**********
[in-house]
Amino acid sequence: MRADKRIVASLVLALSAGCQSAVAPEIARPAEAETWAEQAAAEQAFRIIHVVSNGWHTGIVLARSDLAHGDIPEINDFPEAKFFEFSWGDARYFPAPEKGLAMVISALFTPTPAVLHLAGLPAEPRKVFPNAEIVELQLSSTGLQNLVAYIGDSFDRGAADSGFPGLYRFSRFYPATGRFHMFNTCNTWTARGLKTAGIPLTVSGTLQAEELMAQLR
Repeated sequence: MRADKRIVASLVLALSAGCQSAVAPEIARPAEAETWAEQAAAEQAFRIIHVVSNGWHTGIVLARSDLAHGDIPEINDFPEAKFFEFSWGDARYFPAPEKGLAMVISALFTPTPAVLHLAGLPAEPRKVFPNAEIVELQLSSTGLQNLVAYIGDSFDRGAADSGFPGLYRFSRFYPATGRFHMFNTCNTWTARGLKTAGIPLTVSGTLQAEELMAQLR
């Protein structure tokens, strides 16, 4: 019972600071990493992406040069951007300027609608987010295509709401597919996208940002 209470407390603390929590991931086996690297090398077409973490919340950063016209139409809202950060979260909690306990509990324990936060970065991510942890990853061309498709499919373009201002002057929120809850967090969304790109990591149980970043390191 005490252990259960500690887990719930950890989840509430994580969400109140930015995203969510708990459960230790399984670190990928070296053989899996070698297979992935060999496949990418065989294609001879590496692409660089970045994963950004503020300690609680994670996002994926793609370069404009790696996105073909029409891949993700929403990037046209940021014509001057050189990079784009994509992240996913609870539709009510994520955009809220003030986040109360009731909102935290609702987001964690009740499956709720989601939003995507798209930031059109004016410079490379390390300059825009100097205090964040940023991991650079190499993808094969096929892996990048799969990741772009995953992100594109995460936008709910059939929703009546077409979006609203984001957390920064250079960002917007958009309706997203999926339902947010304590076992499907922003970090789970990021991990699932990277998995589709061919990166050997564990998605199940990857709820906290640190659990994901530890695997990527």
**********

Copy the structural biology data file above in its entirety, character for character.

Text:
[in-house]
Amino acid sequence: MRADKRIVASLVLALSAGCQSAVAPEIARPAEAETWAEQAAAEQAFRIIHVVSNGWHTGIVLARSDLAHGDIPEINDFPEAKFFEFSWGDARYFPAPEKGLAMVISALFTPTPAVLHLAGLPAEPRKVFPNAEIVELQLSSTGLQNLVAYIGDSFDRGAADSGFPGLYRFSRFYPATGRFHMFNTCNTWTARGLKTAGIPLTVSGTLQAEELMAQLR
Repeated sequence: MRADKRIVASLVLALSAGCQSAVAPEIARPAEAETWAEQAAAEQAFRIIHVVSNGWHTGIVLARSDLAHGDIPEINDFPEAKFFEFSWGDARYFPAPEKGLAMVISALFTPTPAVLHLAGLPAEPRKVFPNAEIVELQLSSTGLQNLVAYIGDSFDRGAADSGFPGLYRFSRFYPATGRFHMFNTCNTWTARGLKTAGIPLTVSGTLQAEELMAQLR
């Protein structure tokens, strides 16, 4: 019972600071990493992406040069951007300027609608987010295509709401597919996208940002 209470407390603390929590991931086996690297090398077409973490919340950063016209139409809202950060979260909690306990509990324990936060970065991510942890990853061309498709499919373009201002002057929120809850967090969304790109990591149980970043390191 005490252990259960500690887990719930950890989840509430994580969400109140930015995203969510708990459960230790399984670190990928070296053989899996070698297979992935060999496949990418065989294609001879590496692409660089970045994963950004503020300690609680994670996002994926793609370069404009790696996105073909029409891949993700929403990037046209940021014509001057050189990079784009994509992240996913609870539709009510994520955009809220003030986040109360009731909102935290609702987001964690009740499956709720989601939003995507798209930031059109004016410079490379390390300059825009100097205090964040940023991991650079190499993808094969096929892996990048799969990741772009995953992100594109995460936008709910059939929703009546077409979006609203984001957390920064250079960002917007958009309706997203999926339902947010304590076992499907922003970090789970990021991990699932990277998995589709061919990166050997564990998605199940990857709820906290640190659990994901530890695997990527």